Cloudy


Love this tree


Pinos!


Now let's go the other way!


Buying tomatoes


Comfortable in the back


It took a while to go 12.5 kilometers


There's La Palma


La Palma
La Palma is known for its art and the town became popular when artist Fernando Llort moved there in 1972. He soon developed an art trend that still represents El Salvador around the world. Llort’s childlike images of mountain villages, campesinos, or images of Christ are painted in bright colors on anything from seeds to wall of churches. He taught some residents in La Palma how to create the same images and soon began a cooperative that churned out dozens of painted artifacts, from letters to crosses to keyrings to napkin holders. Today, the local population’s strongest source of income comes from the production of handcrafts. About 75 % of the town makes a living by selling their products in the country. Some have even founded cooperatives and managed to start exporting their goods (Alfa Travel Guide).

We got back to La Palma at 2:00pm and went in search of a cool restaurant Nancy had been to before. We found the restaurant and ordered lunch since we were all very hungry. After ordering the server said we could look around for while since the place is also a hotel. We walked down lots of stairs to go see the small river in town. Everyone collected some rocks to take back home. Then we wandered back up to the restaurant. The place has lots of paintings and artwork all around since La Palma is an artisan town. The roofs, wall, and even hotel rooms are painted in the Llort style.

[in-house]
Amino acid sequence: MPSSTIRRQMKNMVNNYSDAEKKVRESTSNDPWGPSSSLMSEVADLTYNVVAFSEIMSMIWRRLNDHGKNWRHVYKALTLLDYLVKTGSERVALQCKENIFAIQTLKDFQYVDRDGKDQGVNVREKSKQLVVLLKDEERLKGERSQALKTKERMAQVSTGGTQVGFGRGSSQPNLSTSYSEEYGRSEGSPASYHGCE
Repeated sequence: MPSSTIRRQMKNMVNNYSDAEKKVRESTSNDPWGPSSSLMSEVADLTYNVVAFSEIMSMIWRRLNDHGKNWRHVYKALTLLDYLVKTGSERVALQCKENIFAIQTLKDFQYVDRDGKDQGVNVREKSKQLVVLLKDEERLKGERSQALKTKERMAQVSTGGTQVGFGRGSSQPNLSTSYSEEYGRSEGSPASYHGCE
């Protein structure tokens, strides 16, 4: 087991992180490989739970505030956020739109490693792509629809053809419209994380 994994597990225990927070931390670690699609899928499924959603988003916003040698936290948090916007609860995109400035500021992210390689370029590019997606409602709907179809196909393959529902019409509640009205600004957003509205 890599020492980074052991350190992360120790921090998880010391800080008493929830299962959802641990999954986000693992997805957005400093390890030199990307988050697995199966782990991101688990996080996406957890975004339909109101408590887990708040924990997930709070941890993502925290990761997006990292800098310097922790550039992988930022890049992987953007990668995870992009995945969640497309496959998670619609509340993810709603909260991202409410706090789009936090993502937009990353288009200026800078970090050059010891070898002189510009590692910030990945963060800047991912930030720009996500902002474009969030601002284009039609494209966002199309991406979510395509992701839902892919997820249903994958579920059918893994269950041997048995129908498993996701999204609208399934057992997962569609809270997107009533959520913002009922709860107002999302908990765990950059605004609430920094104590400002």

After a while our lunch arrived and we sat down to eat. I’d ordered a kabob (can’t remember the actual name) with beef, chicken, pork, and veggies and some fries. Everything was delicious and went down easily. For a while conversation ceased and all you could hear was the sucking sound of us inhaling our food. When everyone had finished we went out to the truck while Kathy bought a napkin holder she liked for the Pastoral House. There was a cute, little bunny outside sitting in a flower pot. I went over to pet it and was surprised that it didn’t run away. I think it belong to the hotel.